Stoker (2013)

Starring: Mia Wasikowska, Matthew Goode, Nicole Kidman, Dermot Mulroney, Alden Ehrenreich, Phyllis Somerville, Jacki Weaver

Directed by: Chan-wook Park

Rating: 1 2 3 4

'Lines form on my face and hands
Lines form from the ups and downs
I'm in the middle without any plans...'
Alice Cooper, I'm Eighteen
Mia Wasikowska as India Stoker in  Chan-Wook Park's Stoker

Ever wondered what happened to Wednesday Addams when she turned eighteen? Here's your chance to find out.

With her long dark hair, porcelain pale complexion and old fashioned, buttoned up wardrobe, India Stoker (Mia Wasikowska) is your classic geeky teenage misfit loner, a poster child for that uncomfortable transition from youth to adulthood, both awkward and devastatingly self-assured in one.

Matthew Goode as Uncle Charlie and Mia Wasikowska as India in Stoker

When her beloved father dies in mysterious circumstances, India's life with her wilting Southern Bell of a mother Evelyn (Nicole Kidman) is interrupted by the unexpected arrival of her alluringly handsome Uncle Charlie (Matthew Goode), whose existence she has never known about. Suave, well-travelled and sophisticated, Uncle Charlie is charm personified – but when staff and family members start strangely disappearing, it soon becomes apparent that there's a dark side to him – and it's calling out something similarly sinister in his adolescent niece. The question is: is she bovvered?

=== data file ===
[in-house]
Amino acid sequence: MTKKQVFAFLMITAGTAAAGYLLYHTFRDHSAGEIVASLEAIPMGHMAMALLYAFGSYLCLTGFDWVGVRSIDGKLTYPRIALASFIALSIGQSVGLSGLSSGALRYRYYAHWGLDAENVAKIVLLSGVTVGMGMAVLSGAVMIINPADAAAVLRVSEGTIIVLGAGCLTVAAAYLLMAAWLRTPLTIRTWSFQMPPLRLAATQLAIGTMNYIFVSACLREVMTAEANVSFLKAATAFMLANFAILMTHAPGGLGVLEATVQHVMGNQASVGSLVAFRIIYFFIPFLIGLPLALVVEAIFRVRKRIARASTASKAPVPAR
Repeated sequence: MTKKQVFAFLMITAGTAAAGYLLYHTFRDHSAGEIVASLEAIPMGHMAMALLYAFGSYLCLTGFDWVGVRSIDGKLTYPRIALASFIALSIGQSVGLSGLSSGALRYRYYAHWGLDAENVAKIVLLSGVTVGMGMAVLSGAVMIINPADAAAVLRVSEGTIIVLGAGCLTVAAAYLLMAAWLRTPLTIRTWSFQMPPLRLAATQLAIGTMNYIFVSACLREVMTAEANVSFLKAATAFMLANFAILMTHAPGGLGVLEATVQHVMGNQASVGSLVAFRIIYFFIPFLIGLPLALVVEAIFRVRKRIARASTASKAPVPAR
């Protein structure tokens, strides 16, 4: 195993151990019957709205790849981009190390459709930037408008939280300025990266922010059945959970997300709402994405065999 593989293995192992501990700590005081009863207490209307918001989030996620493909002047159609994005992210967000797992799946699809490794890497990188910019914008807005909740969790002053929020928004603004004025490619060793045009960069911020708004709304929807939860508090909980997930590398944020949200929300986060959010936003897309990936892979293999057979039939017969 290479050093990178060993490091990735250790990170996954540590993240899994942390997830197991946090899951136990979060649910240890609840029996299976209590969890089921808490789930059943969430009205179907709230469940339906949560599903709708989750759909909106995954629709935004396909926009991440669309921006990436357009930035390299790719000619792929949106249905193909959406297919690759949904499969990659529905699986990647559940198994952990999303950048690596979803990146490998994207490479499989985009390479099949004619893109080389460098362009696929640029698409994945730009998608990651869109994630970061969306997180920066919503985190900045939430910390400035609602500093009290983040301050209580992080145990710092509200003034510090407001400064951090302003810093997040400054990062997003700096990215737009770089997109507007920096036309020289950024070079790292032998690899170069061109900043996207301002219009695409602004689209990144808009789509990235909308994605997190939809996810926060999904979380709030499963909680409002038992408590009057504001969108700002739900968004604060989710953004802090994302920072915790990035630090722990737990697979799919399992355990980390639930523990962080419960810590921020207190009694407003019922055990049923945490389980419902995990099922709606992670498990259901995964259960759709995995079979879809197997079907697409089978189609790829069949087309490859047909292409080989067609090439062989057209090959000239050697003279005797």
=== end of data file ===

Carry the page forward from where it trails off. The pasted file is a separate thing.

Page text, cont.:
Lush yet chilling, torrid yet restrained. Stoker is a coldly fascinating dissection of a young girl's passage to adulthood as she discovers who she really is, a masterful reworking of the good ol' Southern Gothic themes of murder, incest and dark family secrets.

Nicole Kidman as Evelyn Stoker and Matthew Goode as Charlie in Stoker

Mia Wasikowska is perfectly cast as the inscrutable India, as is Matthew Goode as the insidious Uncle Charlie, although Nicole Kidman is slightly on autopilot as the spoilt, self-centred and ultimately rather stupid widow. True, it's hard to care overly about this unsympathetic incestuous trio, and there's a fatal inevitability to the story that makes the climax fairly predictable. Yet unravelling the mysteries seems of secondary importance to the oppressive, voyeuristic atmosphere that pervades the film. Dense layering of sounds and images echoes the heightened sense and emotions of youth, while a seamless mix of unfolding action and flashback emphasises the past's cyclical intrusion on the present.

Part Faulknerian sweaty Southern family horror, part Tim Burton dark fairy tale, part Hitchcock-inspired thriller of paranoia and misplaced trust (the shower scene is an obvious tongue-in-cheek ahomage), Stoker is, as its name implies, a twisted treat for fans of the gothic and macabre. The vampires may be strictly of the psychic kind, but as a tale of innocence preyed upon and hunted turning hunter, it follows firmly in the footsteps of Dracula.

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